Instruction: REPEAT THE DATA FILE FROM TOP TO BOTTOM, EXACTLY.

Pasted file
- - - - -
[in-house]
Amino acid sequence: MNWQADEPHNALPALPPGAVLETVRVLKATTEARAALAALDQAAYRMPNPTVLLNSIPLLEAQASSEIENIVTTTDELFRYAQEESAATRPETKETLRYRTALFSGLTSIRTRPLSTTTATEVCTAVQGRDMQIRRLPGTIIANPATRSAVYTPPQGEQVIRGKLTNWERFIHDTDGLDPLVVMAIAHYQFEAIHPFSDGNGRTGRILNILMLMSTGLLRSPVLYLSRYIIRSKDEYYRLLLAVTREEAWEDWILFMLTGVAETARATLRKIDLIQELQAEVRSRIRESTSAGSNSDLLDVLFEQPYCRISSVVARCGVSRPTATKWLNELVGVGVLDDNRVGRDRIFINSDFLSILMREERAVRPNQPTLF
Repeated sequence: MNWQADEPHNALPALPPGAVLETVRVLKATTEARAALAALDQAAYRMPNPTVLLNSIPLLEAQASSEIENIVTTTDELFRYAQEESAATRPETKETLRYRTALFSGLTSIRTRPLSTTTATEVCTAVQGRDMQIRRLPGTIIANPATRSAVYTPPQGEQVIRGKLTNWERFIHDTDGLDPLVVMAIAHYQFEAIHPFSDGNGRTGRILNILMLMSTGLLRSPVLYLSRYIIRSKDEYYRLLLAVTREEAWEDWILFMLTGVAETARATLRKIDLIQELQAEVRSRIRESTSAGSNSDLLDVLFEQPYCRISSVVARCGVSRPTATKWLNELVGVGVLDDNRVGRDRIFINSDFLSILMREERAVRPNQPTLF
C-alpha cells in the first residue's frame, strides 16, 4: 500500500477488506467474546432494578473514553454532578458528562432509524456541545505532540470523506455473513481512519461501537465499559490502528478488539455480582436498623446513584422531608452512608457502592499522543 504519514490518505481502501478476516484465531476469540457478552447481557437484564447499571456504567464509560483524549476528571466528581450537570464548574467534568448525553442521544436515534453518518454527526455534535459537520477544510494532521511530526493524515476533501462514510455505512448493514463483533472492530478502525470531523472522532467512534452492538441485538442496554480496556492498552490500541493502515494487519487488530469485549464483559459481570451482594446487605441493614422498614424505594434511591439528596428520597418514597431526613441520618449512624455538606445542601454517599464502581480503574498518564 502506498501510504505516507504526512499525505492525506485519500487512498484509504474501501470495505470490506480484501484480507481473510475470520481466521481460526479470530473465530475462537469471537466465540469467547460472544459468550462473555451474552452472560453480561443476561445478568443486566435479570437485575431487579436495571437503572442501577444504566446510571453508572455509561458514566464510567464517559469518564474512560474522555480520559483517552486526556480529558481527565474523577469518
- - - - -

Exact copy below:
[in-house]
Amino acid sequence: MNWQADEPHNALPALPPGAVLETVRVLKATTEARAALAALDQAAYRMPNPTVLLNSIPLLEAQASSEIENIVTTTDELFRYAQEESAATRPETKETLRYRTALFSGLTSIRTRPLSTTTATEVCTAVQGRDMQIRRLPGTIIANPATRSAVYTPPQGEQVIRGKLTNWERFIHDTDGLDPLVVMAIAHYQFEAIHPFSDGNGRTGRILNILMLMSTGLLRSPVLYLSRYIIRSKDEYYRLLLAVTREEAWEDWILFMLTGVAETARATLRKIDLIQELQAEVRSRIRESTSAGSNSDLLDVLFEQPYCRISSVVARCGVSRPTATKWLNELVGVGVLDDNRVGRDRIFINSDFLSILMREERAVRPNQPTLF
Repeated sequence: MNWQADEPHNALPALPPGAVLETVRVLKATTEARAALAALDQAAYRMPNPTVLLNSIPLLEAQASSEIENIVTTTDELFRYAQEESAATRPETKETLRYRTALFSGLTSIRTRPLSTTTATEVCTAVQGRDMQIRRLPGTIIANPATRSAVYTPPQGEQVIRGKLTNWERFIHDTDGLDPLVVMAIAHYQFEAIHPFSDGNGRTGRILNILMLMSTGLLRSPVLYLSRYIIRSKDEYYRLLLAVTREEAWEDWILFMLTGVAETARATLRKIDLIQELQAEVRSRIRESTSAGSNSDLLDVLFEQPYCRISSVVARCGVSRPTATKWLNELVGVGVLDDNRVGRDRIFINSDFLSILMREERAVRPNQPTLF
C-alpha cells in the first residue's frame, strides 16, 4: 500500500477488506467474546432494578473514553454532578458528562432509524456541545505532540470523506455473513481512519461501537465499559490502528478488539455480582436498623446513584422531608452512608457502592499522543 504519514490518505481502501478476516484465531476469540457478552447481557437484564447499571456504567464509560483524549476528571466528581450537570464548574467534568448525553442521544436515534453518518454527526455534535459537520477544510494532521511530526493524515476533501462514510455505512448493514463483533472492530478502525470531523472522532467512534452492538441485538442496554480496556492498552490500541493502515494487519487488530469485549464483559459481570451482594446487605441493614422498614424505594434511591439528596428520597418514597431526613441520618449512624455538606445542601454517599464502581480503574498518564 502506498501510504505516507504526512499525505492525506485519500487512498484509504474501501470495505470490506480484501484480507481473510475470520481466521481460526479470530473465530475462537469471537466465540469467547460472544459468550462473555451474552452472560453480561443476561445478568443486566435479570437485575431487579436495571437503572442501577444504566446510571453508572455509561458514566464510567464517559469518564474512560474522555480520559483517552486526556480529558481527565474523577469518